Four Meriden girls have had their writing shortlisted for the Sydney Living Museums Historical Fiction Writing Competition. Year 8 students, Anjali Kailasanathan and Alicia Wang, were two of the six students whose work was shortlisted in the Stage 4 section of the competition. Year 10 students, Esther Michail and Eunice Thi, were two of five students whose work was shortlisted for the Stage 5 section of the competition.
The competition challenged students across New South Wales to compose an original piece of historical fiction utilising an historical photograph from the Sydney Living Museums’ Thousand Words exhibition as a stimulus. They were required to employ a range of skills from Stage 4 and Stage 5 History and English in their compositions, integrating narrative components and techniques as well as relevant and accurate historical detail.
Anjali Kailasanathan composed a fictional piece set in 1954 which follows a female spy who saves the life of the Queen during one of her state visits to Sydney.
Alicia Wang constructed a narrative about a woman whose charming life in the early twentieth century is turned upside down when the Great War breaks out, tearing her family and her heart apart.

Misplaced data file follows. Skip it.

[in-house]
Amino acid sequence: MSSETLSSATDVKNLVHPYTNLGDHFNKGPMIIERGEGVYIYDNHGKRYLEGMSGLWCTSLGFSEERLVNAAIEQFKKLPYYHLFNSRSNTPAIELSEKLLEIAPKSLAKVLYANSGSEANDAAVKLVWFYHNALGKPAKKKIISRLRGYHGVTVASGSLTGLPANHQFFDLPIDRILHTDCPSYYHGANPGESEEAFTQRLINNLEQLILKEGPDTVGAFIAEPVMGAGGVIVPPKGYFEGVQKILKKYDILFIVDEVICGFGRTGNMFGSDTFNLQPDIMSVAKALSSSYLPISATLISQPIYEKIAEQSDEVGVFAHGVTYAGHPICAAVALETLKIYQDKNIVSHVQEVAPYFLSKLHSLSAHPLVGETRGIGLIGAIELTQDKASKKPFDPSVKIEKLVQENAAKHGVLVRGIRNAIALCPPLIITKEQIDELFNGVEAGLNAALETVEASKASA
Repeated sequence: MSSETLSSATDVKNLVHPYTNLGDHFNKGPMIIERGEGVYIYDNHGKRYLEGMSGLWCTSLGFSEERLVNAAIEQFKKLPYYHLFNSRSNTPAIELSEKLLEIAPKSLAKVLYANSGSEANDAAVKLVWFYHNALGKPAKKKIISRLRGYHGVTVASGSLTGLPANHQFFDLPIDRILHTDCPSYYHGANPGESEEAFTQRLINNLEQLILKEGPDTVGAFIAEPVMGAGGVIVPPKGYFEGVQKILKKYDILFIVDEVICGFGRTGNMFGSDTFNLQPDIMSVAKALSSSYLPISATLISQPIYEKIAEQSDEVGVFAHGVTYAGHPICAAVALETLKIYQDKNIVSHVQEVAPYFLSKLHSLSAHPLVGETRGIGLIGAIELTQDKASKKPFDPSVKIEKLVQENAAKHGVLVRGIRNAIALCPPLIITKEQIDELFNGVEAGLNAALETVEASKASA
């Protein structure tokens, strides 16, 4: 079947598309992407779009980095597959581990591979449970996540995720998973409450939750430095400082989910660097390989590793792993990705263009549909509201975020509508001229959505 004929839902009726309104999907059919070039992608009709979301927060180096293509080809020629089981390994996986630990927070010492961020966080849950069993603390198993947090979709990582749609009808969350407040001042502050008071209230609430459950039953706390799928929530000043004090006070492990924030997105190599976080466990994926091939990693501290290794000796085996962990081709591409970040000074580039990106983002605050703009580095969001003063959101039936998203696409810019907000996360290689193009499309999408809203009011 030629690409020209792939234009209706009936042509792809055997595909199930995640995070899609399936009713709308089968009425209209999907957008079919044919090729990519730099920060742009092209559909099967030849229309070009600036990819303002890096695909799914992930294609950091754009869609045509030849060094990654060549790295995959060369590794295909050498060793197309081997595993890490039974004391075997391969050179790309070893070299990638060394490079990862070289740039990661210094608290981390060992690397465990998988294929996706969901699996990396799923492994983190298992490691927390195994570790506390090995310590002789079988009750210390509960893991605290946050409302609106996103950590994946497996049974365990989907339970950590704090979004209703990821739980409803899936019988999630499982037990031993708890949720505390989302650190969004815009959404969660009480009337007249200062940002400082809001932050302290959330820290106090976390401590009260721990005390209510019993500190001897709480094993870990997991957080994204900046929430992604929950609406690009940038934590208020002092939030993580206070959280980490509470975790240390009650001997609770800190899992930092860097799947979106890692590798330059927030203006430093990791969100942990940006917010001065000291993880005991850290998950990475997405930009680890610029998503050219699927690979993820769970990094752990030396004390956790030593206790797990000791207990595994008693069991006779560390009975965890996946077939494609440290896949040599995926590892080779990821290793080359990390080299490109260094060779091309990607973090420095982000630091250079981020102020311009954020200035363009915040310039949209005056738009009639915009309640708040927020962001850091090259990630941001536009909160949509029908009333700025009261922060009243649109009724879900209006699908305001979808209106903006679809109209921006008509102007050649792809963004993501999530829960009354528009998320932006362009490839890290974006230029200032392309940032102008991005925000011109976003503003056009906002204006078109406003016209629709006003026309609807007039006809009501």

Esther Michail’s piece centred on a working-class woman who is pondering the conundrums of daily life in the early twentieth century as she faces the challenges many women experienced as they navigated new roles in the workforce.
Eunice Thi wrote a thriller that focused on the New Guard, an extremist monarchist group operating in Australia during the Great Depression. Her story details the organisation’s coordinated attack on a member of the Australian Labor party and the investigation that followed.
Congratulations to the girls on their wonderful achievement. We leave readers to enjoy excerpts from each student’s work.
The radio’s exciting reports blurred around me as I gazed at the waterfalls of raining light. Their brilliant flashes reflected on the water, consuming all the pinpricks of light in the city. It was strange, this feeling. No one would ever know that I had helped save the Queen’s life. That an overlooked, invisible woman in 1954 saved the Queen’s life.
Anjali Kailasanathan, Year 8
As her son got older, her husband became more well-known, a reputable businessman. A farmer who sold his goods, but in truth, no one ever called him that. Even as the drought came and passed, even as governments bickered and empires rose, her life was full of love.
Until one day, it flipped upside down.
Alicia Wang, Year 8
“To it, Johnson!”
A sharp cry knocked me from my recollection.
“Pardon, Sir,” I murmured, trying my utmost not to shudder at Mr Fetzer’s watery blue eyes and wet bottom lip.
Once again, the swinging pendulum of my necessities.
Measure, mark, move on. Measure, mark, move on.
Esther Michail, Year 10
“He was assaulted by eight members of the New Guard, dressed in black cloaks.” His eyes glinted dangerously. “And so I’ll be investigating your house.”
My heart stopped. To object would be a huge mistake.
Time slowed to a stop as I stood at the door, eyes darting about as I waited for the officer’s return. As long as he didn’t check under the floorboards. As long as he didn’t check under the floorboards. As long as…
Eunice Thi, Year 10